In March of 1887, Congress adopted the Reconstruction Act and the Tenure of Office Act, the latter banned the President from removing office holders. Months later, Johnson removed the Secretary of War and Congress responded by appoving articles of impeachment . For the first time in American History, a President was placed in trial. The final tally was 35 – 19 to convict Johnson. Days later, the Republicans nominated Ulysses S. Grant, a prominent hero. Grant won the election and led Congress to adapt the Fifteenth Amendment , which prohibited the denial of the right to vote, regardless of race but not gender. Advocates for women’s right saw the Recontruction as a commitment to equality and they used this moment to claim their emancipation. Time passed and black were represented in every level of government and the South’s first – supported public school was established, offering education to black and white children, but they were seggregated by race. Also, in the hope of economic growth all states helped finance a Railroad construction, they reduced the taxes to attract investors. After everything, the violence towards black persisted and in 1866, the Ku Klux Klan was founded in Tennessee. They were a terror organization that commited brutal crimes. Finally, in the mid – 1870s, Democrats were able to regain control of some states and the states where the Reconstruction survives, violence erupted and Grant did not showed interest. In 1887, Rutherford B. Hayes became President and the first Reconstruction came to an end .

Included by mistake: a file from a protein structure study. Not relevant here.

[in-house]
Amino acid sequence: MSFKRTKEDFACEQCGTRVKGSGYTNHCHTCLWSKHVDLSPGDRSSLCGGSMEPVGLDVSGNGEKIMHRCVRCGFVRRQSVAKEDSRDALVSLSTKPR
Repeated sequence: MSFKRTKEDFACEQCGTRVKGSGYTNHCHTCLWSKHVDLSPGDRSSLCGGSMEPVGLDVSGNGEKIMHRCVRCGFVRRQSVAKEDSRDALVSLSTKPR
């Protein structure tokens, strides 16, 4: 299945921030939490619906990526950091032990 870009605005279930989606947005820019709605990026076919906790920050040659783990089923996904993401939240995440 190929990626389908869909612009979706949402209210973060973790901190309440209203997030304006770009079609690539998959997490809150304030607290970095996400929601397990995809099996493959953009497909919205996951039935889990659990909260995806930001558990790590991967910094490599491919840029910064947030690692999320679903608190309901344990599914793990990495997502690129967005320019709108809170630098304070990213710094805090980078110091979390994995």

THE PROGRESSIVE ERA The Progressive Era was a time of economic growth, increasing industrial production and the expansion of the consumer market, caused by a population rise. The economy rose an 85%, farms and cities grew together. The cities became the focus of this era’s politics. Some saw it as a place were the american values were undermined and Journalists started to write about corruption, these articles were “mockaring” to Roosevelt since they were exposing the underside of american life.
You've reached the end of your free preview.
Want to read all 5 pages?